Stress, What is it Good for?

13 09 2010

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Way back in the day people spoke of Type A and Type B personalities and the associated proclivities for Type A people to develop heart attacks as a result of stress. I remember that being discounted during my medical training as a bit of pseudoscience in that it was not as rigorously defined and executed as it should have been. Heart attacks, we were taught, were the result of physiological processes, not emotions. But slowly the data began to trickle in, gathering veracity in its consistency. Stress affected many physiological functions. Just the mental stress of hard math problems was shown to precipitate angina, or heart pain.

Stress of any origin sets in motion a cascade of physiological responses. Nerves are activated, hormones secreted and organs affected both in the short-term and in the long-term. A study from the Netherlands looked at the level of stress hormones in the body in subjects over a six-year period,. In patients over 65 years of age, high levels of stress hormones increased the risk of cardiovascular events like heart attacks. High levels of stress hormones increased the risk of death in that period five-fold.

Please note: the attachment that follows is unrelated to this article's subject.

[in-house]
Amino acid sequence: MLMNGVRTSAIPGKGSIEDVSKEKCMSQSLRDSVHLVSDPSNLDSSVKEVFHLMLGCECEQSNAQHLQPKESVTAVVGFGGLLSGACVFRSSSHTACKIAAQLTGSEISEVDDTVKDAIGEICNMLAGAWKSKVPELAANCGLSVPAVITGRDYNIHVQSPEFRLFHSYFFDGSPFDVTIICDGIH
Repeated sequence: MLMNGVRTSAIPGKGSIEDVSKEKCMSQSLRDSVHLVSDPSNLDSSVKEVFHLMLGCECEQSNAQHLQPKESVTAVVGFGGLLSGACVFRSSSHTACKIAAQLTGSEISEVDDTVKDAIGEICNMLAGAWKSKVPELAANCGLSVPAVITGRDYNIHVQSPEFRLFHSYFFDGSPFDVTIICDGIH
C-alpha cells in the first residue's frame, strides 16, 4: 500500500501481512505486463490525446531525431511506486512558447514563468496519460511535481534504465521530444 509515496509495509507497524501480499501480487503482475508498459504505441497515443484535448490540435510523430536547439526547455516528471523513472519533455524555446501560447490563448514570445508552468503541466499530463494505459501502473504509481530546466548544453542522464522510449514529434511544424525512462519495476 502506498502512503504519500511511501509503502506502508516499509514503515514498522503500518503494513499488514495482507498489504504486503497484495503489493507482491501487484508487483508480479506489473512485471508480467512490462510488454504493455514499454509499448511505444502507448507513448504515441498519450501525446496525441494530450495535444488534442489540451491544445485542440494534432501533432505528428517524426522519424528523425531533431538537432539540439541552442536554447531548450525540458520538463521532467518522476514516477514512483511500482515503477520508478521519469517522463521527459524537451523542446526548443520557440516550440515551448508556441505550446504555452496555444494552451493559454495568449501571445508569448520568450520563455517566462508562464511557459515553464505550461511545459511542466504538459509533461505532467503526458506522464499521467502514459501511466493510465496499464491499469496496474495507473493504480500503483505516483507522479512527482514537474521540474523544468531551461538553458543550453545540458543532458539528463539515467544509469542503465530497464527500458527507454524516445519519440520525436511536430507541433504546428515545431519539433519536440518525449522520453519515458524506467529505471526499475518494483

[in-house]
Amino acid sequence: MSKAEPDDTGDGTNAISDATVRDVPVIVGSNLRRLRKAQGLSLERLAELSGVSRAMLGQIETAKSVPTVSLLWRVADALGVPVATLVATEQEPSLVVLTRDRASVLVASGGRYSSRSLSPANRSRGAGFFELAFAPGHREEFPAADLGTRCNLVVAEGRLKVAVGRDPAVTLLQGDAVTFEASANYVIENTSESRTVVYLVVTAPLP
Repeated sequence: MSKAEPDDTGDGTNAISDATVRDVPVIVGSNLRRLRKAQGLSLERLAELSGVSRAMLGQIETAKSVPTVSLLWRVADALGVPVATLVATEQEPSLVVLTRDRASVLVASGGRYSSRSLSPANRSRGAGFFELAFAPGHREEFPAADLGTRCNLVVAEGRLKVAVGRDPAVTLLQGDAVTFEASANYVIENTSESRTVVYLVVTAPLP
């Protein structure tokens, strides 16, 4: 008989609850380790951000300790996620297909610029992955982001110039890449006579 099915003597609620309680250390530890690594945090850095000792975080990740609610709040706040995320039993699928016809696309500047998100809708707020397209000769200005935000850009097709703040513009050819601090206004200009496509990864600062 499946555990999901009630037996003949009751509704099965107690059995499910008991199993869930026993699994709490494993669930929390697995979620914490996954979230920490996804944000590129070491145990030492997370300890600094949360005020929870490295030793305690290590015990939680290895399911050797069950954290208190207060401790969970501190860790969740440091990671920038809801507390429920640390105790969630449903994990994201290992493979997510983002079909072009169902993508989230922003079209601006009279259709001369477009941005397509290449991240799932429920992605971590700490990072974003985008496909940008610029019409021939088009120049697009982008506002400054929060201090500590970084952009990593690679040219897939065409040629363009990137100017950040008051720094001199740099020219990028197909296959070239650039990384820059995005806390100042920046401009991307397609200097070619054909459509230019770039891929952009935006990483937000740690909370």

I would add the caveat that perhaps it is not just the stress, but the way in which we react to that stress. Stress can be a positive motivator. As a powerful response for the body it can be turned to potentially productive outlets; for example if you are feeling under stress a visit to the gym can reduce stress and provide physiologic benefit. Meditation has been shown to be helpful both in short-term and long-term outcomes. When life hands me lemons, I immediately make a delicious citrus flavored Margarita. When life hands you stress make a grande size and realize whatever the stressors, don’t make it as serious as a heart attack.

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